Drop me a line: –and I can provide you with my phone number. I would be delighted to chat about “State of Grace”–the posted excerpt is great, and I would love to hear about the novel….

    Christian Bök

  13. Außenseiter

    Kac has also used a genetic process of encipherment in his artwork called Genesis – a project intended to show that “biological processes are now writerly.”5 Kac encodes a short verse from the Bible into a strand of DNA, which he then inserts into a microbe, exposing the germ to doses of mutagenic radiation. Kac suggests that, by “editing” such a text through mutation, we can foster an unguided, aleatory message in a more innovative form, rather than accept the dominant, biblical passage in its last inherited form.

    …smells like …

  14. Hljóðlegur


    You know what would be uber cool and Douglas Adams like? If all life on this planet were wiped out by a mutated Conan the Bacterium because someone inserted a self-decompiling poem into it and set it free. POETRY, YOU HAVE KILLED US ALL.

    HAHAHAHAHHAAAA. *whew* Adams would plotz, were he not dead and all. Talk about a last great act of performance art!

  15. The Doctor

    Holy cats, that’s amazing. I’m going to look into this further.

    Also, thank you for another post to add to my folder of “Things to read when I feel like suck-starting a shotgun.” “..the toughest microbial motherfucker on the planet..” made my day.

  16. The Doctor

    I had to do it. I blame Windows NT.

    (If it sucks, I’ll take it down and apologize publically. I don’t want to be a dick.)

  17. Hljóðlegur


    Doctor – I laughed! Who knew bacteria had Austrian accents?

  18. Hljóðlegur

    Of course, I am not a good barometer of what is socially acceptable, am I?

  19. ken

    I had to share this with all. The most spectacular photo of a squid I’ve seen yet:


  20. Peter Watts

    @the Doctor: It does not suck. It is awesome. Except the photo credit should go to Allan Weiss.

  21. Peter Watts

    @ken: That’s pretty awesome too.

  22. The Doctor

    @Hljóðlegur: If it can live in a reactor core, it can have whatever accent it wants.

    @Peter Watts: Yay! Glad you like it. Photo credit updated.

  23. Mirik Smit

    Woop woop! Peter has gigs:

    Peter Watts writing Crysis 2 novelization:

    Peter, what happened to Richard Morgan, wasn’t he supposed to do all that stuff for Crysis 2? Interesting!

    Also this:

    Peter Watts has spent much of his adult life deciding whether to be a writer or a scientist, settling somewhere in between both. His original novels, Starfish, Maelstrom, and Behemoth are all universally acknowledged as some of the best hard sci-fi of the last 20 years. [b]His most recent novel, Blindsight, was published by Tor in 2006 and was met by both critical and commercial success.[/b] He currently lives in Toronto, Ontario, Canada.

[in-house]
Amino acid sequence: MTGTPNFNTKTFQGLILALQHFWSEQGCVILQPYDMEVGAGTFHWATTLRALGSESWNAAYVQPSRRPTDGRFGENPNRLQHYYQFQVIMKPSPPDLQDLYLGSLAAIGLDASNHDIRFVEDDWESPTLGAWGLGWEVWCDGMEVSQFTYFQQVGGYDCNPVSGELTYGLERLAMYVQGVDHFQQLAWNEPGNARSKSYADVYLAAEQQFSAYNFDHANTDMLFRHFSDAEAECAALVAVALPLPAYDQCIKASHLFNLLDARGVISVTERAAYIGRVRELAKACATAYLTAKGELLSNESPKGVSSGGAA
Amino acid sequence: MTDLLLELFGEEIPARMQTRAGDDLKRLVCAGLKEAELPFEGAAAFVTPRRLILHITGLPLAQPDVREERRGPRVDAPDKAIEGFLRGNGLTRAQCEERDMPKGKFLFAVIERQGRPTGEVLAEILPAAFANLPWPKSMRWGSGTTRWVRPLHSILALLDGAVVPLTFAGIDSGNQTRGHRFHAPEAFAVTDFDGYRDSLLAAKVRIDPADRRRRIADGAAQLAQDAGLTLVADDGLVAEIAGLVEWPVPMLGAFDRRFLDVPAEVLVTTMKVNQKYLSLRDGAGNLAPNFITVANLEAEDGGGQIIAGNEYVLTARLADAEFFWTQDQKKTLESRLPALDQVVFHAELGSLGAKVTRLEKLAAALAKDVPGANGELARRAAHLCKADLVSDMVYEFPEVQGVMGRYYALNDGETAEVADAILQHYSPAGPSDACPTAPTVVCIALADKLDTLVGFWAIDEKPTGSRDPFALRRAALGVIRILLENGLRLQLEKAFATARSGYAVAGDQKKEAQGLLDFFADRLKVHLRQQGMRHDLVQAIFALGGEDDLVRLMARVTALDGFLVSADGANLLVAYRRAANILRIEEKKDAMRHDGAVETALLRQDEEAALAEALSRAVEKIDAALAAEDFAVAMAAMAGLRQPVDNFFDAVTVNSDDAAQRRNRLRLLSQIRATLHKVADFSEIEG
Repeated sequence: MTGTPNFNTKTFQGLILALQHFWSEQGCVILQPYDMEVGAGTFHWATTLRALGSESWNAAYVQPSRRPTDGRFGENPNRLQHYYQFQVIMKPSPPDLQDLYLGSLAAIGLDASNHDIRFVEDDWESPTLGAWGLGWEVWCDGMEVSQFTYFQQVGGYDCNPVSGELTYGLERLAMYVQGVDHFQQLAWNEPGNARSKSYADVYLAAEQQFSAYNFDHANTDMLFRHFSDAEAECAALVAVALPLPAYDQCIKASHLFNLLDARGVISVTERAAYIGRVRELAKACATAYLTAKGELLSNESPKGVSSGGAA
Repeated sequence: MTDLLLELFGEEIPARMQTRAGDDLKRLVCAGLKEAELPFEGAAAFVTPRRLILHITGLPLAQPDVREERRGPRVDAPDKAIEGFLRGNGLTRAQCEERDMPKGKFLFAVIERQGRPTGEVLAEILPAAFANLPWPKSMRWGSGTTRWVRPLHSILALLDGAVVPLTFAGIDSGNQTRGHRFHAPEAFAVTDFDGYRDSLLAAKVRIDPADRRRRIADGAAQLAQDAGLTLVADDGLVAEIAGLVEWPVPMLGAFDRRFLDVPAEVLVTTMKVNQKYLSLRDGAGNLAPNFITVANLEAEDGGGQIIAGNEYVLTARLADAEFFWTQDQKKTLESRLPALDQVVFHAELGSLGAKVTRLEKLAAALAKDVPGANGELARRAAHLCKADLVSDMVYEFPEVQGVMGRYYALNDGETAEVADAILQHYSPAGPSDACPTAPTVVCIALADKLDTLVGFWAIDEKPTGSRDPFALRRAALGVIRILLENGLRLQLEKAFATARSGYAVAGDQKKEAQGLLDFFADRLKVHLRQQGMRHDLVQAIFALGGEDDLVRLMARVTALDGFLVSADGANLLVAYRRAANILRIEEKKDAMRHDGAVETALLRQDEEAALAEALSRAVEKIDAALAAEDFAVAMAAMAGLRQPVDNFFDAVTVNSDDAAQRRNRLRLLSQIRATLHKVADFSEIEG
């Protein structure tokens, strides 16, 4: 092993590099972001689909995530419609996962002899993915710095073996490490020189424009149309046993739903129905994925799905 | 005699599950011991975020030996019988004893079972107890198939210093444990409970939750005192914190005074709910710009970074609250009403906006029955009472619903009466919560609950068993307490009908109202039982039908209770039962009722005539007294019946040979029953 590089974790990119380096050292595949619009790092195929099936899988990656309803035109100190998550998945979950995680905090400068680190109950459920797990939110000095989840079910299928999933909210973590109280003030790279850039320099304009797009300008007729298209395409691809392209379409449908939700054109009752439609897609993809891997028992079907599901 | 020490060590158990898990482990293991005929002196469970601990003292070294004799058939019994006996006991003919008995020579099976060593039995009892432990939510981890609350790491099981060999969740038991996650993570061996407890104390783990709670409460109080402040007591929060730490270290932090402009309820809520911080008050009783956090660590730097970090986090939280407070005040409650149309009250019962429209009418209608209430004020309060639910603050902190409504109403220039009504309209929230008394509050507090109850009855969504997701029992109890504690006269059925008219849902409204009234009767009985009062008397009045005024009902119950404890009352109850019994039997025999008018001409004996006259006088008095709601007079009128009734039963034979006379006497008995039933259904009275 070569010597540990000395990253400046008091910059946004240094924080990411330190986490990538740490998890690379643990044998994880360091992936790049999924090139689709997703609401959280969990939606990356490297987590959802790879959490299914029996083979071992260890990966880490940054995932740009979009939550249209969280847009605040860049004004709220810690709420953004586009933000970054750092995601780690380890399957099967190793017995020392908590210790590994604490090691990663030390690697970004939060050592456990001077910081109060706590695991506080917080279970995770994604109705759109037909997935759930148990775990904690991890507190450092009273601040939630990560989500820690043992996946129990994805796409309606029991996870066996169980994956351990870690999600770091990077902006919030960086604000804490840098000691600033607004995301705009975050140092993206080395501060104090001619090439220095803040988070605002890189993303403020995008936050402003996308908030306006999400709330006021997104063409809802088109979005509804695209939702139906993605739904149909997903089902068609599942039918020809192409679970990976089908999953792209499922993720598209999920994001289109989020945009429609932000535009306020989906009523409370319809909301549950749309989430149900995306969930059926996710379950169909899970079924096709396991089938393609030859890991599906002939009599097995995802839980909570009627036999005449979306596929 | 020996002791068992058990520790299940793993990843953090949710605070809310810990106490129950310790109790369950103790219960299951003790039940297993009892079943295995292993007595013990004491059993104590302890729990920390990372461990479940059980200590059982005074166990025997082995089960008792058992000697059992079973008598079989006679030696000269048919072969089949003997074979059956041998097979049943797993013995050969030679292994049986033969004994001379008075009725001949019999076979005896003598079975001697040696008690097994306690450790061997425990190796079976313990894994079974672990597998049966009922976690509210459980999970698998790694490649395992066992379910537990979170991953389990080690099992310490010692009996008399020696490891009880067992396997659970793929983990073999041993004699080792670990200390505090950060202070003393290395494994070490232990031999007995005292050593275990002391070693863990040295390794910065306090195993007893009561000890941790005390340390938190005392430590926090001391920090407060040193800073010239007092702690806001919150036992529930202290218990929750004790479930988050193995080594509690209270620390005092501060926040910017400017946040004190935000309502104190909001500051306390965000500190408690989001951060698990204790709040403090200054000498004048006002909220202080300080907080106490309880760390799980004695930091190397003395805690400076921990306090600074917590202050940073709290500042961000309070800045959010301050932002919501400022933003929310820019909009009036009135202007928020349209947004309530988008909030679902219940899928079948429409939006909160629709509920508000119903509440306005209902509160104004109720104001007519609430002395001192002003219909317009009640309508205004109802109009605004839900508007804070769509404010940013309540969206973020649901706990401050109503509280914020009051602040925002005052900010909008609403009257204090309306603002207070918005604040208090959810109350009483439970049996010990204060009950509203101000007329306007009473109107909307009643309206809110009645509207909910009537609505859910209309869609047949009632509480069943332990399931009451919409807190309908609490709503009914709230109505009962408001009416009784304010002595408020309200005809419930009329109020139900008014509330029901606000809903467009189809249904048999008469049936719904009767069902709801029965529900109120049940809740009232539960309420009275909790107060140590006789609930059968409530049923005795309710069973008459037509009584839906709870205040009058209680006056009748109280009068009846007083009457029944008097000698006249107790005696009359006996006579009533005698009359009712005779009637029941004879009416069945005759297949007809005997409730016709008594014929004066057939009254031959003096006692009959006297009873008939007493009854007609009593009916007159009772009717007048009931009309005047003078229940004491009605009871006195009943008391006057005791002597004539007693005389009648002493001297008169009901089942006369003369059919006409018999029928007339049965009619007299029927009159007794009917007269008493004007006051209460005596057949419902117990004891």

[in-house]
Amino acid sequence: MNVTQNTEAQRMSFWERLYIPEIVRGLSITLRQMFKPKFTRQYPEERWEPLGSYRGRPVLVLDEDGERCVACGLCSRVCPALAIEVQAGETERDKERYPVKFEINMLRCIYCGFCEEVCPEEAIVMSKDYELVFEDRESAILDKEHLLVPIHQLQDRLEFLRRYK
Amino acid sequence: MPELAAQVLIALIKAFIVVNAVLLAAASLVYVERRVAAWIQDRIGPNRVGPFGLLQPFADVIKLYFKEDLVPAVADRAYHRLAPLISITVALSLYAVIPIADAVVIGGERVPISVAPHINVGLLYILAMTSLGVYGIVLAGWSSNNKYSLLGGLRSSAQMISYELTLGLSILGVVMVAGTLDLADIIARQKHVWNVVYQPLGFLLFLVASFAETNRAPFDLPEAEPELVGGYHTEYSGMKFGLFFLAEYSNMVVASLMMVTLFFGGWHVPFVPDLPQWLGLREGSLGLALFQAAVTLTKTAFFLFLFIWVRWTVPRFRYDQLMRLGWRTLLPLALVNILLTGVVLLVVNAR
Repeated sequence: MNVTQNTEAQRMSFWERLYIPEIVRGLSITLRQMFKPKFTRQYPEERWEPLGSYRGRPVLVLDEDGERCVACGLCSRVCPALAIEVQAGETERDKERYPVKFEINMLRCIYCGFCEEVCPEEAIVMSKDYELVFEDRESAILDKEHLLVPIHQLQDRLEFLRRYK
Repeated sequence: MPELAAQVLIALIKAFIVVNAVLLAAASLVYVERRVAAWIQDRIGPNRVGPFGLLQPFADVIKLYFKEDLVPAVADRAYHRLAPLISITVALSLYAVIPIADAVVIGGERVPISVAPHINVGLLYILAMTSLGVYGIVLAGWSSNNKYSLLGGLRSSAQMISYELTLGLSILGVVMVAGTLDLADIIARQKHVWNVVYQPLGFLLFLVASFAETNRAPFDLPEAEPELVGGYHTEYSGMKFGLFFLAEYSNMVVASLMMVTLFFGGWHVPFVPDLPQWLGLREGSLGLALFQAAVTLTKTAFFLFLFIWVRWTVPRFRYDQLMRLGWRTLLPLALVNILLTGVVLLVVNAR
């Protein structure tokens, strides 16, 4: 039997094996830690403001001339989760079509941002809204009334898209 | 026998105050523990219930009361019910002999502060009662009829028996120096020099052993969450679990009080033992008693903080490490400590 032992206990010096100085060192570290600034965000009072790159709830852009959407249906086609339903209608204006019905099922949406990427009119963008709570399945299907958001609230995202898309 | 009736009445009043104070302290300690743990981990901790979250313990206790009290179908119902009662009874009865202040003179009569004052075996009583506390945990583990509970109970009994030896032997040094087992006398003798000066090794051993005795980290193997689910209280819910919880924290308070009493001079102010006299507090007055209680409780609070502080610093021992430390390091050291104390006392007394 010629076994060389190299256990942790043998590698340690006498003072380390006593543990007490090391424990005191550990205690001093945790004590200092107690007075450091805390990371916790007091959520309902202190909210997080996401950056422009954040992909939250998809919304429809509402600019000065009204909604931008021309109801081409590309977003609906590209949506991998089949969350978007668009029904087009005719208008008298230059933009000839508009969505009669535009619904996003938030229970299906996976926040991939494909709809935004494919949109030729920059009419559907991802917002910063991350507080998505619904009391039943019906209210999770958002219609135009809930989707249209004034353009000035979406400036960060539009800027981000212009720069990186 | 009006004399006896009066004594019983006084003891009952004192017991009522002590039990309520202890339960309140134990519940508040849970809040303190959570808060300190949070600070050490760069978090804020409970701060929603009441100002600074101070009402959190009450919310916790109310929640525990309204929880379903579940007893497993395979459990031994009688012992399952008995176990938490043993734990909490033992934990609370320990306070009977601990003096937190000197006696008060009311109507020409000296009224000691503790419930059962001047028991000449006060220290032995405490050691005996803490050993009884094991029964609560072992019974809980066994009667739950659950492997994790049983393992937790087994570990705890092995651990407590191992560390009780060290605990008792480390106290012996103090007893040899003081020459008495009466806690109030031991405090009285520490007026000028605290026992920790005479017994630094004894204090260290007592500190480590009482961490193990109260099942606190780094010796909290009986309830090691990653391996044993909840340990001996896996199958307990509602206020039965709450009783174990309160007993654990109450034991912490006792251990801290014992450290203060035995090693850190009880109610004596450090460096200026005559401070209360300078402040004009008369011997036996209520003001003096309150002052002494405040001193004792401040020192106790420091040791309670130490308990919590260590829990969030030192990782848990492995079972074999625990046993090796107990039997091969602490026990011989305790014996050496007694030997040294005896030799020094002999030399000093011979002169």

It true? If so, congrats!

  24. Sheila

    Mirik, cool! thanks for pointing that out. also in their article,

    You may also leave questions for the author Peter Watts in the comments section, we’ll take a selection of the best questions and present them to him. An article with all of his answers will be published in the near future.

    I only have boring logistical type of questions, so I’m not leaving any comments there, or here for that matter.

  25. Sheila

    Hey ken, that photos and the other sea creature photos in your stream are really great. and in one of them you link to a photo of a hatchling critter which is really awesome.

  26. Sheila

    Did any of you ever read a short story where there is an atheist (?) geneticist (?) daughter of an Islamic man and he (or someone?) in the story decides to honor his religion by having their holy text encoded in to their genes, and then someone realizes that makes them an easy target for biological warfare, so his daughter works on a technique to help them (don’t want spoilers too much)

    Sorry I can’t remember many details. It was interesting enough for part of it to stick in my head though.

  27. Hljóðlegur

    Sheila, I is drawing a blank on that short story, even though it sounds familiar. I want to say Arthur C Clarke, but I don’t know why.

  28. Michael_gr

    Sheila – the story you’re thinking of is Written in Blood, by Chris Lawson.